Mixing it Up – When to Practice, Lead, Manage & Delegate
Having an integrative medical practice for which you are the owner, sole decision-maker and “grunt worker” can sometimes seem unmanageable. If you are considering starting your own practice, the thought of everything that must get done or trying to figure out where to begin can be overwhelming. There is so much to do and not enough time in a day. With this lack of time, it’s no wonder many practitioners fall into the trap of managing the day-to-day instead of leading their practice.
If you are like most practitioners, patient care is likely your comfort. Therefore it is natural for you to feel uneasy about trying to lead your practice to achieving its business goals while still managing the daily business operations AND seeing patients.
Dike Drummond, MD author of Stop Physician Burnout, likens your position to that of an automobile manufacturer CEO who is “the only person who can put the doors on the cars in the assembly line.” This creates “the biggest bottleneck” in a practice. As the sole practitioner, “you are the leader and the piece worker on the line at the same time,” says Drummond. Learning which “hat” to wear at what time will help prevent a bottleneck in your practice.
There are many ideas of what leadership is. In On Becoming a Leader, Warren Bennis offers a list of the differences between leader and manager. He proposes that the manager has a short-range view: plans, organizes and coordinates, and always has his or her eye on the bottom line. Bennis states that the leader has a long-range perspective with an eye always on the horizon.
Defining Roles: Leader vs. a Manager
A practice leader has the vision and creates the steps necessary to achieve his or her dream. The practice leader is always thinking of ways to improve the practice. The leader’s eyes are wide open always looking for opportunity. In the practice environment, they set the focus of the practice and communicate it clearly to staff and patients. This leadership vision prevents you from losing sight of the big picture and getting lost in the minutia of the day-to-day practice management.
Once the vision has been clarified, the direction set, and goals established, it is the manager who should carry out the plan. But, wearing both the leadership and business manager hats at the same time can be exhausting. This is where delegating can skyrocket your practice and your quality of life.
Delegating: Why, How & to Who
Delegating can be tricky and uncomfortable. Nevertheless, it is critical. Delegating can free up time for you to do what you were trained to do – see patients.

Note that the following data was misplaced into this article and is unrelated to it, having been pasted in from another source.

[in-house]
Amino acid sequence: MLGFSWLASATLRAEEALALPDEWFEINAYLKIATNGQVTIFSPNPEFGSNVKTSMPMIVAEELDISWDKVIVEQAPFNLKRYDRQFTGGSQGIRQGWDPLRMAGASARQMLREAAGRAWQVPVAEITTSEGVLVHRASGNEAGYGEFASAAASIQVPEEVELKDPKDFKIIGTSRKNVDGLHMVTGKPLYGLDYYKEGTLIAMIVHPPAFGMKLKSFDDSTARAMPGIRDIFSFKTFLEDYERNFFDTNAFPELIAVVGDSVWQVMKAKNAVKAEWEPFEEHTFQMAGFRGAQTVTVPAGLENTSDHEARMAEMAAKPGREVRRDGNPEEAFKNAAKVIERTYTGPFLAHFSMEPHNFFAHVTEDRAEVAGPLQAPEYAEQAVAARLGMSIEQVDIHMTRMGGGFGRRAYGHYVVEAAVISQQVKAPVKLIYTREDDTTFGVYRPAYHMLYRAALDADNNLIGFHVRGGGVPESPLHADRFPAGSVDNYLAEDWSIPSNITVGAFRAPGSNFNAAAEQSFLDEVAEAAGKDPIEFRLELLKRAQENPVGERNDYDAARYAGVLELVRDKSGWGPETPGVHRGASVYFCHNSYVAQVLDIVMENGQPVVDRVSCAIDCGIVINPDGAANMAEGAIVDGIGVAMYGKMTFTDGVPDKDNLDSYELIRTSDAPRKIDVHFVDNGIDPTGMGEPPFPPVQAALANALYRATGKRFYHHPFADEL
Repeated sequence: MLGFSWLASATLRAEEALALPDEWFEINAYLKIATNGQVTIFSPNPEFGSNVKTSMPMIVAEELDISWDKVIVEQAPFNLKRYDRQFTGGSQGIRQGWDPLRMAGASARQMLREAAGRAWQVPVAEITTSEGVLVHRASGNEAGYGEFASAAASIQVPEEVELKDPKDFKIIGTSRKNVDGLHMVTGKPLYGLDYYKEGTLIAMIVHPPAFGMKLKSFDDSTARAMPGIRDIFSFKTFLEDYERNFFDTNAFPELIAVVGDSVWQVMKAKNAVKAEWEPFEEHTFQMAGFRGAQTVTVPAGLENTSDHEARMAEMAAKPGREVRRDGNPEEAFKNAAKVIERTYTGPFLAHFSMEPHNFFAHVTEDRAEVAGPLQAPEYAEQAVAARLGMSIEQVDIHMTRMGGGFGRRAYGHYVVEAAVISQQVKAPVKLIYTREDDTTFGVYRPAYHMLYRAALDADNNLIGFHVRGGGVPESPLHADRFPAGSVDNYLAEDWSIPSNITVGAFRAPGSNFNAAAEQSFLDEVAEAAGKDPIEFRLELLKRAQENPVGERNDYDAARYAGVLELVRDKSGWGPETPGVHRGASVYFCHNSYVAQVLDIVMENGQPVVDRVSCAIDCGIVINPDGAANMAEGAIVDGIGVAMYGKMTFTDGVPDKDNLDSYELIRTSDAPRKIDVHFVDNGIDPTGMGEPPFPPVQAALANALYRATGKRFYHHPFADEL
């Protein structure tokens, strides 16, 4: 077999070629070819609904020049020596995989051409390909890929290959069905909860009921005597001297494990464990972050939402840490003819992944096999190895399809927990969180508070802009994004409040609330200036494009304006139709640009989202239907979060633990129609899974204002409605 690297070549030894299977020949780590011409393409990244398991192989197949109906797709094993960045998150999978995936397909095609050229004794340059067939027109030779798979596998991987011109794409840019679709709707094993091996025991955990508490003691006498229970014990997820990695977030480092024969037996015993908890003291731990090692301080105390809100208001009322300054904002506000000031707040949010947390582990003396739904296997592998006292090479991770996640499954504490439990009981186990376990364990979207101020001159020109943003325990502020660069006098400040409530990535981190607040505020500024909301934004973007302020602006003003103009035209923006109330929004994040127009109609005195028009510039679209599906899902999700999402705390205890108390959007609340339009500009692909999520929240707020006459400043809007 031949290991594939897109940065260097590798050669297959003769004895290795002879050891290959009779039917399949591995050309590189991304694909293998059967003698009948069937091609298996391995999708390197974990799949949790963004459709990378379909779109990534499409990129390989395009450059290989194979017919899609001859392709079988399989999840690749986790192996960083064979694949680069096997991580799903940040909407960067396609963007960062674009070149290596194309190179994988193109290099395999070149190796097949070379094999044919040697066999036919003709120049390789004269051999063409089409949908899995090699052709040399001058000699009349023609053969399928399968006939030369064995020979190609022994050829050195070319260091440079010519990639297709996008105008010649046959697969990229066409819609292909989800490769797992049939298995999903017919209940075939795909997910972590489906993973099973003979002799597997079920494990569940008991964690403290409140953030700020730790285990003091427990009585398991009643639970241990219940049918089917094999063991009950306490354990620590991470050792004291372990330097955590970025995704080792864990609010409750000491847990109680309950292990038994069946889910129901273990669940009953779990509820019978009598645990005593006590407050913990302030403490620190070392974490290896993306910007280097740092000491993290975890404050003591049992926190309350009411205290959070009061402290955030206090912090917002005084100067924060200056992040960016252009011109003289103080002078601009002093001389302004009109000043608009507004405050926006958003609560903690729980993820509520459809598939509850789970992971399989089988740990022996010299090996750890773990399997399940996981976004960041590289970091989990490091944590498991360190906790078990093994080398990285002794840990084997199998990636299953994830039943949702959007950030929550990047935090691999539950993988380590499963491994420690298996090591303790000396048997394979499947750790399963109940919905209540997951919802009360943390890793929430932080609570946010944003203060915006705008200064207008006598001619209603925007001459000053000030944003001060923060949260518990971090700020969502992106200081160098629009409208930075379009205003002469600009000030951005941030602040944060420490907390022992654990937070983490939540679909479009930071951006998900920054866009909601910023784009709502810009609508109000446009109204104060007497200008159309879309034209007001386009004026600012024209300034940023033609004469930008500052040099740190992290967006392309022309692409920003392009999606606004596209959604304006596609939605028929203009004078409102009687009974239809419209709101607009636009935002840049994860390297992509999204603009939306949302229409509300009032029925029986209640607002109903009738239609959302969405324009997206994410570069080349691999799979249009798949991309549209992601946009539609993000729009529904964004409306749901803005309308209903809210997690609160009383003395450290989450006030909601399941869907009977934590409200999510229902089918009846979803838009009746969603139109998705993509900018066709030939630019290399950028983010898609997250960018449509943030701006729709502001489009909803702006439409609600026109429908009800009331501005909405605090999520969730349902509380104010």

Successful delegation requires a solid team. There are several directions you can proceed when hiring staff. The direction you take will depend on your practice style and what type of work you would like to delegate. Key initial staff might include a receptionist, medical assistant, billing person or office manager. When deciding who to hire first, it might be helpful to consider your office routine. What happens once the patient enters the door? What staff is needed to take that patient from start to finish? The following example shows how a normal clinical practice might operate.
From the above graphic, it is evident that there are times when no staff is needed, when only you the practitioner are needed, and when tasks can be completed by someone else. In this example, a solo practitioner just starting out may decide to hire a receptionist first. The receptionist could register patients, take patients to the exam room and check patients out. Depending on the skill set of the receptionist, he or she could manage billing as well.
Another option might be to hire a medical assistant. The assistant could serve as the receptionist and when the patient is taken to the exam room, could take vitals when needed. If the proper resources are available, perhaps both a receptionist and medical assistant would be worthwhile to hire.
Whether you are a small practice owner or a solo practitioner, understanding and learning how and when to wear the hat of a leader and that of a business manager, as well as when to delegate, is important for your practice success. The information provided here is only a short introduction to the intricacies of being a practitioner, leader and practice owner. To learn more and improve your leadership and entrepreneurial skills, consider; hiring a business coach, finding a mentor, reading books, blogs and articles about these skills, signing up for a class or event. Taking this initiative up-front will bring you one step closer to creating a successful practice.
You can also learn about this topic and many more by attending Emerson Ecologics’ annual IGNITE Conference.